Male infertility is a genetically and clinically highly heterogeneous disease. Thus, unravelling the underlying causes and the pathophysiology is challenging and requires an integrated approach. To this end, we set up a Clinical Research Unit (CRU) that investigates in translational projects human male germ cell function from complete germ cell loss to sperm dysfunction at the genetic, epigenetic, and molecular level. In Münster, the setting to study male infertility is unique. On the campus, interdisciplinary expertise on the biology of male germ cells co-locates with major andrological, genetic, and stem cell institutions. Successful bilateral collaborations have already proven the potential for concerted basic, translational, and clinical research. However, to tap the full potential of this environment and to trigger synergies, it is required to intimately interconnect the institutions. Similarly, common animal models such as the zebrafish are still insufficiently used to gain insight into human male germ cell development und function.
To form this CRU, we joined clinical and basic research institutions that primarily study male germ cell function with institutions that primarily focus on stem cells, paediatrics, and powerful animal models. Thus, this CRU consists of the three layers basic science, a network of research projects, and clinical research. These are interconnected by the ‘DNA’, i.e. the concerted research on the epi-/genetics of male germ cells and the professorship of ‘Reproductive Genetics’. This novel position for the designated research coordinator Frank Tüttelmann is a unique feature of a Clinical Research Unit and one cornerstone of this endeavour. It is required to successfully initiate, coordinate, and develop this CRU and, most importantly, to sustain and drive research on male fertility and reproduction as a focus of the Medical Faculty beyond this CRU.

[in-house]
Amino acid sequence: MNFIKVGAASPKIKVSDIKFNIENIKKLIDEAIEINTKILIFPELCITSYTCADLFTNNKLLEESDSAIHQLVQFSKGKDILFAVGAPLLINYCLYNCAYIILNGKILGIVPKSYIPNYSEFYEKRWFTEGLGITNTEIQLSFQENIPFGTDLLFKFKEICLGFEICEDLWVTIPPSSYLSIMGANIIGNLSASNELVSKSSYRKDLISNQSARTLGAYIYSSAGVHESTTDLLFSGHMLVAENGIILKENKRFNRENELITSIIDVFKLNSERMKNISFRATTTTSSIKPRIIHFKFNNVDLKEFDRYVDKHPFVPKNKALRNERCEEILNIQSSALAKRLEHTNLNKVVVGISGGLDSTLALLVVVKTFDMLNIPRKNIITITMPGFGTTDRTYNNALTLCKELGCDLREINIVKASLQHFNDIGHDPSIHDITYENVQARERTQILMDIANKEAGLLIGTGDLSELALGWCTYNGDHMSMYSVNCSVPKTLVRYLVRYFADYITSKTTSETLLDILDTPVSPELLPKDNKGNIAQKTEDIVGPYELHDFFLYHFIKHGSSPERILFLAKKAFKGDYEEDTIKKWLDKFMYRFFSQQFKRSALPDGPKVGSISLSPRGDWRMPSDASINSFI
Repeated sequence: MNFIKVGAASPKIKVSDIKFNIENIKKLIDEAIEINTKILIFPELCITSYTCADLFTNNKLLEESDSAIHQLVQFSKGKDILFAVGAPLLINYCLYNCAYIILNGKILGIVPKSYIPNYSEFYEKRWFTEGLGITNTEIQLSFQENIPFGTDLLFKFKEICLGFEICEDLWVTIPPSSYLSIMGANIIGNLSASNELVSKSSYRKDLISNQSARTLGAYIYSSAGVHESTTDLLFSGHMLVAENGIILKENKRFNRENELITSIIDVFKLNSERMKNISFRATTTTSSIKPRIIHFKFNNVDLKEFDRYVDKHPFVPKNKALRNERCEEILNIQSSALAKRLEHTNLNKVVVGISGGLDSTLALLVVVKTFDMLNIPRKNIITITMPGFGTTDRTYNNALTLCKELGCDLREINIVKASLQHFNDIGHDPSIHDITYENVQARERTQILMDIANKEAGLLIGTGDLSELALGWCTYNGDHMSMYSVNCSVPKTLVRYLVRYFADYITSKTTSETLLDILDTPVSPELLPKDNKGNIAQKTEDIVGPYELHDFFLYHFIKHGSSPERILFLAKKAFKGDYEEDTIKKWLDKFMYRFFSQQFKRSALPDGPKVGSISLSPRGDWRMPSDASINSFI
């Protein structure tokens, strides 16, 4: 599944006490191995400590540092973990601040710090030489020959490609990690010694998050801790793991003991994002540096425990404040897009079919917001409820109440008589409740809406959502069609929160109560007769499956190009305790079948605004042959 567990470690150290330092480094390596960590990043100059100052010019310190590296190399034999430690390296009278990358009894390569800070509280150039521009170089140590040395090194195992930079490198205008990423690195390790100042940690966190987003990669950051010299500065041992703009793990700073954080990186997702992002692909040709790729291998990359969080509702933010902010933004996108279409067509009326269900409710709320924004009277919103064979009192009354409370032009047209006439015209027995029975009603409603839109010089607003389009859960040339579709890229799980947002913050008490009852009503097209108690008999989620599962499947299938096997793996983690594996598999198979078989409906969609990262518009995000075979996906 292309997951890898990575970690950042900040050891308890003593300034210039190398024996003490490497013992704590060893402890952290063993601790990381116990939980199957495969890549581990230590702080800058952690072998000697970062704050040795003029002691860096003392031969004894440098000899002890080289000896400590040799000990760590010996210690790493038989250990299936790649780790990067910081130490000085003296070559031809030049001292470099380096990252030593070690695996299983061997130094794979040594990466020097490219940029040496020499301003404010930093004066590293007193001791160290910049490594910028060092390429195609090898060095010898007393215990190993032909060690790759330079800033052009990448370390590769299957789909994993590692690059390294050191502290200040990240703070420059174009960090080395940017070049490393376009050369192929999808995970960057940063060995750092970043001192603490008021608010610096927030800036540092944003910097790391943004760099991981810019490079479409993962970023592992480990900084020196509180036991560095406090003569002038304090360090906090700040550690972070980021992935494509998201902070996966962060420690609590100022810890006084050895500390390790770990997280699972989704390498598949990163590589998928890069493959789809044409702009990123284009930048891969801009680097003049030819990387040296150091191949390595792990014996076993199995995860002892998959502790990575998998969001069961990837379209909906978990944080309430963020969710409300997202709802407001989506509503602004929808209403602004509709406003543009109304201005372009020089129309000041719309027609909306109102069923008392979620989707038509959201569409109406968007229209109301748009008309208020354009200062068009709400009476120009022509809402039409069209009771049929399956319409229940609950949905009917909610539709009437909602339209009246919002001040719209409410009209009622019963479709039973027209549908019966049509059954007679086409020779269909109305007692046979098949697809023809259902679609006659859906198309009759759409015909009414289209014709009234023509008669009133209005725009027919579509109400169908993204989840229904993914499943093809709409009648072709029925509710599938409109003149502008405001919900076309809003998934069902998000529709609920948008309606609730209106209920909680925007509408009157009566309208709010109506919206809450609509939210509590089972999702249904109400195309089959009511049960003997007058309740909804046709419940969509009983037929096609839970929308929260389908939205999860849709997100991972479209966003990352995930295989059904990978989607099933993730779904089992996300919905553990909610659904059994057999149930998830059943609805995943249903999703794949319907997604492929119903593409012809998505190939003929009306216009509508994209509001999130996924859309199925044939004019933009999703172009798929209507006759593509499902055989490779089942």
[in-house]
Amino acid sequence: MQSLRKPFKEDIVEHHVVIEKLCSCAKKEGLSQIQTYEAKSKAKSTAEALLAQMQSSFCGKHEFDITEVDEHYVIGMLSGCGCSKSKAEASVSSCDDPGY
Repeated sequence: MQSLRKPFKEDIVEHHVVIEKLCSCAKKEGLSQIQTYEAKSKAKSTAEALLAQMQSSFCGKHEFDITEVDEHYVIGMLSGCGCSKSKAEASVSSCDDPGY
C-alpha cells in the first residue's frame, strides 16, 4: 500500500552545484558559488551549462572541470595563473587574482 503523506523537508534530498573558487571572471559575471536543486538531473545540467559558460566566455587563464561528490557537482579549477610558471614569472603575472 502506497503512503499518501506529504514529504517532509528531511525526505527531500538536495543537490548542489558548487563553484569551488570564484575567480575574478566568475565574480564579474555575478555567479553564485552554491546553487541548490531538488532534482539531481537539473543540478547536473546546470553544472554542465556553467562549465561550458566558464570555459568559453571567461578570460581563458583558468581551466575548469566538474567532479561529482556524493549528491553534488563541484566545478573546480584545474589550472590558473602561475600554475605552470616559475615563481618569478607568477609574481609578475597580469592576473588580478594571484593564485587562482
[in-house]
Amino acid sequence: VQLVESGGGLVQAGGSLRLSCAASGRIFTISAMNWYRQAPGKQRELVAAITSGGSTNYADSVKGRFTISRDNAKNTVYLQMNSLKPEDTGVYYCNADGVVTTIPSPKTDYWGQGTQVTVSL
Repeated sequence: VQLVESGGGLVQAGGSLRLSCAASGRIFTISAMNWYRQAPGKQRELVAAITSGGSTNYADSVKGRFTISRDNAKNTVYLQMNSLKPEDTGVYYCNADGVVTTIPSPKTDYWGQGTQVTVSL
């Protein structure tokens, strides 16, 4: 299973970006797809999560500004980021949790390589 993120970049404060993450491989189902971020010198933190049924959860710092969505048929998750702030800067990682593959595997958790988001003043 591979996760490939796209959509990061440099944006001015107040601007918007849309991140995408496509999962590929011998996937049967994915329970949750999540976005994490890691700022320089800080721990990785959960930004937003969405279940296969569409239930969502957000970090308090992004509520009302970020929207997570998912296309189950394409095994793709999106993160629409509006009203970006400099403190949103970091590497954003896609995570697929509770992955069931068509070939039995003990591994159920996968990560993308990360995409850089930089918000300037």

The seven research and one core projects are tightly interlinked and address a unifying hypothesis: A wide spectrum of leading pathologies with the common denominator of male infertility share common epi-/genetic causes. Improving phenotyping by interdisciplinary evaluation of patients, interconnecting basic and clinical research, and linking clinical to genome-wide data will elucidate novel distinct pathologies and their genetic basis.
To achieve the research goals, this CRU breaks current barriers between disciplines as well as basic science and clinical research. It will overcome the classical concept of male infertility as an isolated disease and create an integrated view allowing both forward (gene to patient) and reverse (patient to gene) approaches to identify novel epi-/genetic factors and associated phenotypes that impact germ cell function. This will significantly improve the diagnostic yield in infertile male patients and, ultimately, improve patient care.